Hebrew U., SFSU join search for life on Mars

When the bacteria of a billion-year-old fossil was discovered on Mars, NASA called on the expertise of professors from both San Francisco and Israel to help determine whether life exists on the red planet.

But Professors James Orenberg of San Francisco State University and Amos Banin of Hebrew University in Jerusalem aren't looking for little green men.

"We're talking simple, primitive species on Mars," Orenberg said. "No one is walking around. We have no traces of that. It's more likely we might find evidence of the existence of primitive microbes and species like that covered up by the planet's light, fine soil."

Nonetheless, the possibility of life on Mars is rousing a good deal of interest. The National Aeronautics and Space Administration recently presented Orenberg, Banin and NASA's Ted Roush with an $125,000 grant to develop a prototype of the soil on Mars.

Because of the miles that separate them, the professors work via computer, phone and fax. In addition, Banin, professor of soil science at Hebrew University and adjunct professor of chemistry at SFSU, spends summers and sabbaticals as a senior research associate at NASA's Ames Research Center at Moffett Field in Mountain View.

While the cost of the research is considered relatively low, its results could have a big impact.

"The knowledge gained from studying the question of life, past or present, on Mars can tell us a good deal — not only about the formation of that planet but also about the emergence of life on our own planet and perhaps elsewhere in the solar system as well," Banin said via e-mail.

In order for astronauts or spacecraft to make contact with Mars or its potential inhabitants, scientists need to know more about the planet's environment. Developing a prototype of the soil is a critical step in gaining that knowledge.

"When we send up landers [space vehicles] or humans, we don't want to have any surprises in terms of an unfavorable environment or [find] that the soil has an oxidizing quality," Orenberg explained.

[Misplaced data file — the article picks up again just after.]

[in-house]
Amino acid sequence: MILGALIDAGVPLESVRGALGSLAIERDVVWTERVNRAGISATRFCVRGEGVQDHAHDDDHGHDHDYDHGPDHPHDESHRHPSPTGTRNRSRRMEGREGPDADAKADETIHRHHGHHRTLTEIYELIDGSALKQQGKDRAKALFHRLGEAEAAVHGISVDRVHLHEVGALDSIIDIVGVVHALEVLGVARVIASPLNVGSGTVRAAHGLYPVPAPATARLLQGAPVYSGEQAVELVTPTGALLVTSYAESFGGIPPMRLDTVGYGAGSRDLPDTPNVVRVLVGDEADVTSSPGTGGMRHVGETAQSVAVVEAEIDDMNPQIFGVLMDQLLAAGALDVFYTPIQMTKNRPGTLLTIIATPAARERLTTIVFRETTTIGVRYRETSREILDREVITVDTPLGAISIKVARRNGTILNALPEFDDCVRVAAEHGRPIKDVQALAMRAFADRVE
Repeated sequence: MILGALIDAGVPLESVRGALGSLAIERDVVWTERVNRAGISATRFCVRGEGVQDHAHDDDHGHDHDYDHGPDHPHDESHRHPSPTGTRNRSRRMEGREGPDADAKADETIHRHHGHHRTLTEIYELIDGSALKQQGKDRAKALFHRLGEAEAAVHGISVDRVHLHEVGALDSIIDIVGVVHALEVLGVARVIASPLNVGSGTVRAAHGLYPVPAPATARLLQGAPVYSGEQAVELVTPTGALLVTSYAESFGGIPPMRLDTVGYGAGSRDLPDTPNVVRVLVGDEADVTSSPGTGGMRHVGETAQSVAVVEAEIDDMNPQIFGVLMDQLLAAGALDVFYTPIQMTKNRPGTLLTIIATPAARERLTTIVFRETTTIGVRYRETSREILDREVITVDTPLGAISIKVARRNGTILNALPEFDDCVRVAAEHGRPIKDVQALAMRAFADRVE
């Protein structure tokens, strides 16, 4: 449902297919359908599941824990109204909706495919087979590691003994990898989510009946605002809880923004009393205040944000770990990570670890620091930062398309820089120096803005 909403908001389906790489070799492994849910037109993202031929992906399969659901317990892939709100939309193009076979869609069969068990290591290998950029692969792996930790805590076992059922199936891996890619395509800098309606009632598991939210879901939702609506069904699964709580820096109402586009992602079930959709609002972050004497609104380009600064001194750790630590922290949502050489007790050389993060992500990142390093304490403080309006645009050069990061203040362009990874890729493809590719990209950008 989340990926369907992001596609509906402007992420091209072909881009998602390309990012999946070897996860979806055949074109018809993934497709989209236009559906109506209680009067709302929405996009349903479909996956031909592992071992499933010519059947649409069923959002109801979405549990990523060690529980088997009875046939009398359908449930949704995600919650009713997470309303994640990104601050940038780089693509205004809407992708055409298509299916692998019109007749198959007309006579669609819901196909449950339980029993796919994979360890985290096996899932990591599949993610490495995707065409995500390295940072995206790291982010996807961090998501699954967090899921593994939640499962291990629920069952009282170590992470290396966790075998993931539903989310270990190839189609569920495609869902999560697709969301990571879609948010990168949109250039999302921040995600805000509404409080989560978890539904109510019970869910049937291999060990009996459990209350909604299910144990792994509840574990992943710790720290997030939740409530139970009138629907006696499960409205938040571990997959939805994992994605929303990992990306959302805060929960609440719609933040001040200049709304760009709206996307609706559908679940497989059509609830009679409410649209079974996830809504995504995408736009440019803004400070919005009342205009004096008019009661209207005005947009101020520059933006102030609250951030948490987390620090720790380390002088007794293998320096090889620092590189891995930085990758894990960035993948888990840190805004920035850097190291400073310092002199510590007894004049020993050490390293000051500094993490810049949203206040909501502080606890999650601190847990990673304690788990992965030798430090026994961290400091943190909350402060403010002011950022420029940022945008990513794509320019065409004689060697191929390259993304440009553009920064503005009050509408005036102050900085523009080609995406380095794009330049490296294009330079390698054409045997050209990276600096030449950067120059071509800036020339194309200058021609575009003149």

To date, Orenberg, Banin and Roush have established that Mars has a geological history similar to Earth's. The planet's origins are believed to be the same. And Mars is about as far as Earth from the sun.

In fact, Orenberg said, "one could propose these questions: Why did life develop in so complex a fashion on Earth? Did life begin on Mars or is it still there and we don't see it on the surface?

"This is why we want to mimic the soil composition: to see if the elements essential to life as we know it on Earth are present on Mars."

It appears they are.

In the late 1970s, NASA sent Viking spacecraft to Mars, programmed to conduct experiments on the planet's soil.

Data from those tests show that the soil on Mars is composed of salts and minerals similar to those making up the Earth's surface. Among them are palagonite (a weathering product typical of volcanic eruptions) as well as clay, hydrogen, carbon, nitrogen, oxygen and sulfur in the form of simple salts.

The trick now is refining the elements in this model to most closely represent the environment of Mars in order to do further exploration.

Until that time — and both Banin and Orenberg believe the possibility of Mars' present-day soil sustaining human life is a long way off — the research could significantly affect present-day living on Earth.

"If we can learn what caused life to cease on Mars, then we may be able to obtain some valuable lessons about what we should be doing to preserve our own planet," Banin said.